“Although I am an anarch, I am not anti-authoritarian. Quite the opposite: I need authority, although I do not believe in it. My critical faculties are sharpened by the absence of the credibility that I ask for. As a historian, I know what can be offered”. Eumeswil, Page 67
The anarch in Ernst Jünger´s conception is not against authority, as the anarchist is. Certainly, he does not ascribe any higher truth or sense of obligation to authorities within whose domain he randomly happens to fall. But neither does he demand or even inwardly desire to be rid of external authority. Rather, he sees it as as useful structuring factor, which he needs for his own development and personal aims: external authority creates a more or less law-conforming and predictable social structure within which and against which he can test and hone his own powers and freedom. The presence of authority gives the game he plays its rules and boundaries.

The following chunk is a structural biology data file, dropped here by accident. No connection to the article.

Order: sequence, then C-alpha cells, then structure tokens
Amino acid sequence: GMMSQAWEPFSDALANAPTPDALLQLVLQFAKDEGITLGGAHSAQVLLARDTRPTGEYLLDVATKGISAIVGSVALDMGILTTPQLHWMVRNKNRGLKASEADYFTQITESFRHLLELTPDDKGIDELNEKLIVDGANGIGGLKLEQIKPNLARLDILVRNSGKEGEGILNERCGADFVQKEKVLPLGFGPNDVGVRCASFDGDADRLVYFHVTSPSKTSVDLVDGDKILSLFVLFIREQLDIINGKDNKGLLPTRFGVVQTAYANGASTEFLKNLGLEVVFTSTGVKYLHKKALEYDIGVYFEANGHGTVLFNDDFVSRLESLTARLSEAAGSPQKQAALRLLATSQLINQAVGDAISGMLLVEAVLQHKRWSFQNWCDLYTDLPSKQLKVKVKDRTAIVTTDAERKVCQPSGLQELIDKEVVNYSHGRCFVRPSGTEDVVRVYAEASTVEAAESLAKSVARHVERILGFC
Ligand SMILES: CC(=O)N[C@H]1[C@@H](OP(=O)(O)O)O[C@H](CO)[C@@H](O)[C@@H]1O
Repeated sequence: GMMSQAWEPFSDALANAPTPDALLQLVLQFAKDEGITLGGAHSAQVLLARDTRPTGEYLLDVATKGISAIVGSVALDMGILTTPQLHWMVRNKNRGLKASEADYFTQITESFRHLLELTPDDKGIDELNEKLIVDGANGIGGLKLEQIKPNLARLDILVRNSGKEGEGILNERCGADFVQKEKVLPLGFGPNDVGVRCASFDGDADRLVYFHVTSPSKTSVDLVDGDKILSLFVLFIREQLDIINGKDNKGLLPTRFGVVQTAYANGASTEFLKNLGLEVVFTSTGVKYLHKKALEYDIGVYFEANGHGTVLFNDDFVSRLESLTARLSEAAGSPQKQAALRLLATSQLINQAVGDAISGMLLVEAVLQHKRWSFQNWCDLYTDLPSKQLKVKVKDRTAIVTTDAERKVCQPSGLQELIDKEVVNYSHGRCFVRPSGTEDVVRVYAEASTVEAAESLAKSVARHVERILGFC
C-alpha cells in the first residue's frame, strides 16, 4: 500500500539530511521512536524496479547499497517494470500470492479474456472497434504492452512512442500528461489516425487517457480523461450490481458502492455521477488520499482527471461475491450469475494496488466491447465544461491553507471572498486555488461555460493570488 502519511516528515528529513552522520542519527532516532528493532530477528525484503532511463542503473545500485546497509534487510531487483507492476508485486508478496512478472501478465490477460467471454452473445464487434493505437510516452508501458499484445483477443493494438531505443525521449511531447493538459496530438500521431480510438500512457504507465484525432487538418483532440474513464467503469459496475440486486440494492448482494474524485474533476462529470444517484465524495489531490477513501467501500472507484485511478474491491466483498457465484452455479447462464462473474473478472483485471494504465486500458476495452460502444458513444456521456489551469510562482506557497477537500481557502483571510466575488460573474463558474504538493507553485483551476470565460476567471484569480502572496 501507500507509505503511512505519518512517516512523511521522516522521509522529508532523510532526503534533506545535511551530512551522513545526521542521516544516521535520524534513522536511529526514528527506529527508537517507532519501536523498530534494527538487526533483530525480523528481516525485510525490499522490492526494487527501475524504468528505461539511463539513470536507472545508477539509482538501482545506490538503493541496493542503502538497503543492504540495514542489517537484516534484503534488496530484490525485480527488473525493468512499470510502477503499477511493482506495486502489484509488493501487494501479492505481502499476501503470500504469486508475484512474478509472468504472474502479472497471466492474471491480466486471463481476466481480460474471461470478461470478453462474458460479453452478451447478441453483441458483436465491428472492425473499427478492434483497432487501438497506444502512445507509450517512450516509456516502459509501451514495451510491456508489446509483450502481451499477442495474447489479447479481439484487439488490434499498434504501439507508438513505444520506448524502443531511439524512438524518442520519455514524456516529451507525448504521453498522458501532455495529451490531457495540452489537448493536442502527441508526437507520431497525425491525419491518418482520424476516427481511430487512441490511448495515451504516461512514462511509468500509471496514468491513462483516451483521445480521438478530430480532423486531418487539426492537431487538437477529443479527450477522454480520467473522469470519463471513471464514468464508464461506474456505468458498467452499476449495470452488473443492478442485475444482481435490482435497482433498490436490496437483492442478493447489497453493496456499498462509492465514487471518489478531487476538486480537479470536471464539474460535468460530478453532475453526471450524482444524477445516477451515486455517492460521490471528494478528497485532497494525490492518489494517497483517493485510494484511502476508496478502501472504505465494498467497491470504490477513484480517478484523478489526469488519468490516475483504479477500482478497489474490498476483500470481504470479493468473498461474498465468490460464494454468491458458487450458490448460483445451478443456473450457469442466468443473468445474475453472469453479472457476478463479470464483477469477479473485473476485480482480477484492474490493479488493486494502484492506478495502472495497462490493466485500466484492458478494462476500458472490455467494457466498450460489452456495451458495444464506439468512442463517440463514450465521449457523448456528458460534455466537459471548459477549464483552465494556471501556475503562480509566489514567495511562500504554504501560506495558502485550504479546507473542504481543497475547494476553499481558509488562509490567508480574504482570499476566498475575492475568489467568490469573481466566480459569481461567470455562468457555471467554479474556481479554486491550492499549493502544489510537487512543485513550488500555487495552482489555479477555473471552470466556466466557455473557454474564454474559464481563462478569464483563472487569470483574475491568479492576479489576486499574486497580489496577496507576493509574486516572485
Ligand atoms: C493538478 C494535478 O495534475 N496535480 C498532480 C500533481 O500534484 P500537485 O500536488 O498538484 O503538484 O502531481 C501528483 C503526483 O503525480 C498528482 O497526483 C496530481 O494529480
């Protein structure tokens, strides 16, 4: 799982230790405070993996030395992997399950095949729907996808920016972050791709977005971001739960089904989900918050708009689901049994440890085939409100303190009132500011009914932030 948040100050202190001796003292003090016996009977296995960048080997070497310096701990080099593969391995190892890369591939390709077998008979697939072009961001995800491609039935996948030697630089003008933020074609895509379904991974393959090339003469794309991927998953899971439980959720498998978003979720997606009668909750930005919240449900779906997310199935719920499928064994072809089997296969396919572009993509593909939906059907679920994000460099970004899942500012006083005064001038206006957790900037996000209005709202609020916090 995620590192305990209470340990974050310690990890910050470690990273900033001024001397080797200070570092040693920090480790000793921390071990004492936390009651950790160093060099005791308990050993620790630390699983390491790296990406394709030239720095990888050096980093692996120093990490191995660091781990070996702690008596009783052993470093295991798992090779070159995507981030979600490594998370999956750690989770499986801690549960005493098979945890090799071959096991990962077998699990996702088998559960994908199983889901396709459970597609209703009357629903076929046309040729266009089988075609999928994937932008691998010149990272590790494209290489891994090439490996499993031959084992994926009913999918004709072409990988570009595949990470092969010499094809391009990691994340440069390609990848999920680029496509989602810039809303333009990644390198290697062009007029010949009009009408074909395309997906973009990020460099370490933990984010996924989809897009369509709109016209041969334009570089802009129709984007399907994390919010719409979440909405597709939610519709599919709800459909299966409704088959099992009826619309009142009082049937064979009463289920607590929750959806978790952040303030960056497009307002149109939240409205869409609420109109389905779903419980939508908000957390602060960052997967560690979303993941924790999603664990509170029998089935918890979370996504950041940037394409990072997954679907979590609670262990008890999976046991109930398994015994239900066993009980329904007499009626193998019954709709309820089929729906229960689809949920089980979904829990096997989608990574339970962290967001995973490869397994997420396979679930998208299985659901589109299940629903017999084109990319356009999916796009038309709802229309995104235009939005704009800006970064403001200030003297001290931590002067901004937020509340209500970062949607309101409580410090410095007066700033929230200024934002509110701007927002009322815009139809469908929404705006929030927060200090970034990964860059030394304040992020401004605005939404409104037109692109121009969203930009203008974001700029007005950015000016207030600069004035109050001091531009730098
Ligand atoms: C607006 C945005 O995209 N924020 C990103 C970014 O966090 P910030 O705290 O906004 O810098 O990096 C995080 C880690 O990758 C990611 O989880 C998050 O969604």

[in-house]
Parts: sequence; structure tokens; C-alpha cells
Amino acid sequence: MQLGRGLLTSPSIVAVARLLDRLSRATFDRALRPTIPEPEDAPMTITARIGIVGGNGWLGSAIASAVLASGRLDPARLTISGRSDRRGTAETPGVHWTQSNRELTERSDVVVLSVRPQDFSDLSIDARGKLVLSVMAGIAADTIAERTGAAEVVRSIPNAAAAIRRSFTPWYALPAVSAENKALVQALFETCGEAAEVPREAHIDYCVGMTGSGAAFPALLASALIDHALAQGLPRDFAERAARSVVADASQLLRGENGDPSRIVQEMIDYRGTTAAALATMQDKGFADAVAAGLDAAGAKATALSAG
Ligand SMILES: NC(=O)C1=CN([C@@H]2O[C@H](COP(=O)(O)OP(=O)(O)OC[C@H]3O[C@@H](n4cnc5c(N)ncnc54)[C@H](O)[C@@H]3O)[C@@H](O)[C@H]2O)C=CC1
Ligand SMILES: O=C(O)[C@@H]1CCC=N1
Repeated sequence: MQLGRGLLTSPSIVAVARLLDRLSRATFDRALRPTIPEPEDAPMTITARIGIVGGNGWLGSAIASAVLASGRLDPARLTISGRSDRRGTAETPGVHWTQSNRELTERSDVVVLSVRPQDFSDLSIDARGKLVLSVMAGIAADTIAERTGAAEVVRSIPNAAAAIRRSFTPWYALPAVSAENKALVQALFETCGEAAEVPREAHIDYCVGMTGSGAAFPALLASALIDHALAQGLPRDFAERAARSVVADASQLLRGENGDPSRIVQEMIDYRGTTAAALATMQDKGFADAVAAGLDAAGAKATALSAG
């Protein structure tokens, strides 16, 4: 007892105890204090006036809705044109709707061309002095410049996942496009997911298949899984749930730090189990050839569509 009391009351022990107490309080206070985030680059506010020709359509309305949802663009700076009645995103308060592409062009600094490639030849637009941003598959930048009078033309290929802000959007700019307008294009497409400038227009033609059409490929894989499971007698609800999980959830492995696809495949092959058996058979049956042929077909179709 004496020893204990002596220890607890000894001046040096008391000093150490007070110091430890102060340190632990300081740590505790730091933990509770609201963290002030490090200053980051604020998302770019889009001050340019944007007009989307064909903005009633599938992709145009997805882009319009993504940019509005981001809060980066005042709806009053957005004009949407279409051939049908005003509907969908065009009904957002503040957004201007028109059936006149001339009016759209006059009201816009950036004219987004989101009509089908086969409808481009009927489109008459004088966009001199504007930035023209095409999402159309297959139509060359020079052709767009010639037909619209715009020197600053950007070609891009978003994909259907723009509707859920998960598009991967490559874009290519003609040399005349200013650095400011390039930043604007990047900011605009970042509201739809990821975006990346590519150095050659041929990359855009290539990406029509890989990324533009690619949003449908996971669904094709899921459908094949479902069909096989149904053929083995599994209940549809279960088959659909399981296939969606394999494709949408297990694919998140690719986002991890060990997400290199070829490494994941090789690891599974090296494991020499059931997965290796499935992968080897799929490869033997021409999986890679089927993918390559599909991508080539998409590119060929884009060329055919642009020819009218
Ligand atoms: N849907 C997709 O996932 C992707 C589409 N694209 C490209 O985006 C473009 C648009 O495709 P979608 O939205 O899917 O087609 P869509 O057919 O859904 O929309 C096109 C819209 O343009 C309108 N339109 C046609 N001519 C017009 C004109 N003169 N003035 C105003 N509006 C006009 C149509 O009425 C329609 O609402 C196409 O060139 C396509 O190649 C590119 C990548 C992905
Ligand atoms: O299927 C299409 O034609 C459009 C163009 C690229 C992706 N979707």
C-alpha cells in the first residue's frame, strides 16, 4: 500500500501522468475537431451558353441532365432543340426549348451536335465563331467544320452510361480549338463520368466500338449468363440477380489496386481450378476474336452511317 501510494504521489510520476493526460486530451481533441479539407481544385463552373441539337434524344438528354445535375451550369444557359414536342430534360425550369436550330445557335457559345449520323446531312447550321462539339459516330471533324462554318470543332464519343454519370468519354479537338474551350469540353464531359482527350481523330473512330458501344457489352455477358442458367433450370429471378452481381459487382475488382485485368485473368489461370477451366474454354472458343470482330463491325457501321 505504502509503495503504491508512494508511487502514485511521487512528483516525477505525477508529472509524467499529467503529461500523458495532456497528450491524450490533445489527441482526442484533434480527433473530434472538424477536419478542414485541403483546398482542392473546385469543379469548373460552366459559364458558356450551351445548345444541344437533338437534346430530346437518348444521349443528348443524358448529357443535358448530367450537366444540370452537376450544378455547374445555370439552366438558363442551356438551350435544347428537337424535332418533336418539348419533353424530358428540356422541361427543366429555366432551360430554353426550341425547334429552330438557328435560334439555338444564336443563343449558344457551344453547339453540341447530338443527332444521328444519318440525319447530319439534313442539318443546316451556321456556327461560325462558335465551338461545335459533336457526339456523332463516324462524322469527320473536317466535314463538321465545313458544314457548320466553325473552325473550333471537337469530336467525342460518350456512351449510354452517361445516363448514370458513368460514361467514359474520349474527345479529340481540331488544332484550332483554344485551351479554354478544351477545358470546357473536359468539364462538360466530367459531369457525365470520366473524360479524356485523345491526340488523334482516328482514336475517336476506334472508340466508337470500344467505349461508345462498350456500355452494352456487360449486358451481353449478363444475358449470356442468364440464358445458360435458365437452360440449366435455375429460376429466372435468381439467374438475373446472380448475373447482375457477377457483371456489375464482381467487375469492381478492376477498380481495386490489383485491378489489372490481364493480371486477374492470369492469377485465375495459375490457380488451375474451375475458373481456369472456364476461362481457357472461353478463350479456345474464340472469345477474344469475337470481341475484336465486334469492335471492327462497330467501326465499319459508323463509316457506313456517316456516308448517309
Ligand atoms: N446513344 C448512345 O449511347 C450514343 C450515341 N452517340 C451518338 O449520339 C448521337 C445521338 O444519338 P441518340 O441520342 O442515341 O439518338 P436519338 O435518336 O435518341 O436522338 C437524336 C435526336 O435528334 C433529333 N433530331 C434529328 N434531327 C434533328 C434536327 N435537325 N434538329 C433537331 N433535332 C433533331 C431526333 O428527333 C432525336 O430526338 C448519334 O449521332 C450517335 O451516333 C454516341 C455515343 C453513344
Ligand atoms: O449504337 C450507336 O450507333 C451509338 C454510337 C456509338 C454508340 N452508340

The anarch understands that the particular identity of the authorities over him has come about randomly, with no inner connection with his true inner nature – he merely happens to be born or live in their domain, for the time being. Whether a Greek or an American, within a communist, capitalist or fascist structure – how could such a random association with his own nature expect special deference or respect from him? But he knows that he needs the authority for his own purposes and as a practical man, he therefore learns about its particularities and adjusts his behaviour accordingly.
Consciously recognizing the absence of any credible superior virtues or mandates in the authorities requires him to be more reliant on his own judgements and critical faculties. His understanding of history gives him a basis on which to critically judge the offers and boasts of authorities – he does not naively buy whatever is sold to him.
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